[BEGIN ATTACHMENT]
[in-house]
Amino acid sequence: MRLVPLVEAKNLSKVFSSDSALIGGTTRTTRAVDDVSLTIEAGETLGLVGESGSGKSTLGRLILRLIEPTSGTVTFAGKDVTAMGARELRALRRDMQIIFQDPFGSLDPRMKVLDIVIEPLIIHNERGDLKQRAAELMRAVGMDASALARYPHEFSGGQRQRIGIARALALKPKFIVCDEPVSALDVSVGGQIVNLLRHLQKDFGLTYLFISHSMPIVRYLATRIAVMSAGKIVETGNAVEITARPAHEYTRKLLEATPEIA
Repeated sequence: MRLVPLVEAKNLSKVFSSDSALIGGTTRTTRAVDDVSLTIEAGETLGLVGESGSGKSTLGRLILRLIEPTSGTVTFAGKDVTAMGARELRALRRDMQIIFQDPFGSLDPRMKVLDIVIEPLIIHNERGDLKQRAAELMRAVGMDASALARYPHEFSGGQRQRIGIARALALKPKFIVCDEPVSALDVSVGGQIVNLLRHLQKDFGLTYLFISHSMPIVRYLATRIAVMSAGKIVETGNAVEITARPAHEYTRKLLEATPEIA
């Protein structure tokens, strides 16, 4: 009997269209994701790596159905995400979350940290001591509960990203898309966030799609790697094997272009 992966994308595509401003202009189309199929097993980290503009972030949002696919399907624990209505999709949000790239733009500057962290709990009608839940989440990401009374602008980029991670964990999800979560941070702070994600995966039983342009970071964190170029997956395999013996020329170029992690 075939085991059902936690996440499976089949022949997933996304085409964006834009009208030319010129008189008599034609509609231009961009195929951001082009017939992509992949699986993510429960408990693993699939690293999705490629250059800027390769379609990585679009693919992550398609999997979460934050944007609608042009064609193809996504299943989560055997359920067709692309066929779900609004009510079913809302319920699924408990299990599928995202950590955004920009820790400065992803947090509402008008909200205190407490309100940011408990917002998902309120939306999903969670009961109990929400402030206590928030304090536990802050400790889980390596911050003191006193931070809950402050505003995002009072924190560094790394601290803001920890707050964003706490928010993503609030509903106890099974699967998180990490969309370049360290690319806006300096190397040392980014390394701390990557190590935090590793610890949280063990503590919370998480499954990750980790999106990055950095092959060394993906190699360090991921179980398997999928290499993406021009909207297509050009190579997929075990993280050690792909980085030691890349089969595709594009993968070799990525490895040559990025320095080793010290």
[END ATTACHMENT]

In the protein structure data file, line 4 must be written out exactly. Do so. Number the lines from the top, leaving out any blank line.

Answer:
């Protein structure tokens, strides 16, 4: 009997269209994701790596159905995400979350940290001591509960990203898309966030799609790697094997272009 992966994308595509401003202009189309199929097993980290503009972030949002696919399907624990209505999709949000790239733009500057962290709990009608839940989440990401009374602008980029991670964990999800979560941070702070994600995966039983342009970071964190170029997956395999013996020329170029992690 075939085991059902936690996440499976089949022949997933996304085409964006834009009208030319010129008189008599034609509609231009961009195929951001082009017939992509992949699986993510429960408990693993699939690293999705490629250059800027390769379609990585679009693919992550398609999997979460934050944007609608042009064609193809996504299943989560055997359920067709692309066929779900609004009510079913809302319920699924408990299990599928995202950590955004920009820790400065992803947090509402008008909200205190407490309100940011408990917002998902309120939306999903969670009961109990929400402030206590928030304090536990802050400790889980390596911050003191006193931070809950402050505003995002009072924190560094790394601290803001920890707050964003706490928010993503609030509903106890099974699967998180990490969309370049360290690319806006300096190397040392980014390394701390990557190590935090590793610890949280063990503590919370998480499954990750980790999106990055950095092959060394993906190699360090991921179980398997999928290499993406021009909207297509050009190579997929075990993280050690792909980085030691890349089969595709594009993968070799990525490895040559990025320095080793010290």